After nearly 40 years in the arts world, Meek will retire next March to focus on her own work as an artist, and she’s weary from the fight. “Lord knows I’m tired,” says Meek. “I’m done talking about it. At what point are we going to stop talking about what needs to be done and start doing what needs to be done?” It’s unclear when that day will come, but the fight will continue, and Meek leaves behind a talented staff of young and engaged arts professionals at the South Dallas Cultural Center to continue the work.
They’ll be joined by Benjamin Espino, General Manager of the Latino Cultural Center in East Dallas. Espino, who moved to Dallas to take over the Latino Cultural Center in 2011, takes a slightly more optimistic view of the city’s arts scene’s current level of diversity. Under the umbrella of the Office of Cultural Affairs, Espino notes that the City of Dallas supports more than 65 arts organizations. “We have everything from Indian dance to the Texas Performing Chinese Arts, the Dallas Black Dance Theatre,” says Espino. “I really do think there is a lot of diversity here.”
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In fact, Espino would argue that there is a sort of renewed interest in seeking out art from a variety of cultures, starting in the communities that these institutions serve. Espino notes that when the Dallas Museum of Art made admission to their permanent collection free, that eliminated at least one structural barrier that keeps people away from the arts — money. When he stopped charging for performances at the Latino Cultural Center, the number of people who engaged in the Center’s programming increased by more than 50 percent.
Espino is emphatic that people of all generations are interested in diverse arts programming. Right now, the Center is home to an exhibit from the Sour Grapes art collective. “When we opened that exhibit, the other half of the gallery was an exhibit of the artists’ teacher from high school,” says Espino. “A few weeks ago, we had the teacher and his students do a talk, and the juxtaposition of the younger and older crowds was really incredible. People have really embraced that their art has a lot of lettering, or what we would call graffiti, and it’s really quite beautiful.”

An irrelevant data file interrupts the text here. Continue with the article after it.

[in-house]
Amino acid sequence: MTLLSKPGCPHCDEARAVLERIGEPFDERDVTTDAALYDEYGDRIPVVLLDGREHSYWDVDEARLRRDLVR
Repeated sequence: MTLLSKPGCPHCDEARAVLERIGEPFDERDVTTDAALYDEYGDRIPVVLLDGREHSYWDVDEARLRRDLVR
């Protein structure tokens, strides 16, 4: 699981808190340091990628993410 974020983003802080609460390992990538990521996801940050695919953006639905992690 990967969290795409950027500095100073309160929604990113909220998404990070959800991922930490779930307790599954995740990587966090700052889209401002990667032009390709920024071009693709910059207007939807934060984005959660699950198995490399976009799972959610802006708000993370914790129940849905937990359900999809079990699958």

Now that the City of Dallas has (finally) decided to start funding independent artists — Meek says that this practice has existed in major cities since at least the 1960s — they can begin to do more to actually improve diversity, instead of just paying lip service to the concept. The second round of $5000 grants, announced yesterday, looks promising. One of the artists, Linus Spiller, will produce a script entitled “Pot Liquor,” which won the TeCo Theatrical Productions PlayPride LGBT competition this year. Another project from the Mexican American Historical League will explore the contributions of Latino veterans.
It is a long and constant throttle toward diversity, and history proves that the honest, equitable inclusion of marginalized and excluded voices comes even more slowly. If Dallas really cares about seeing a truly diverse slate of programming from artists who can afford to eat and live in this city, it means supporting these 60-plus cultural centers and institutions with more than just a Facebook like — you’ve got to put your money where your mouth (or eyes, as it were) is.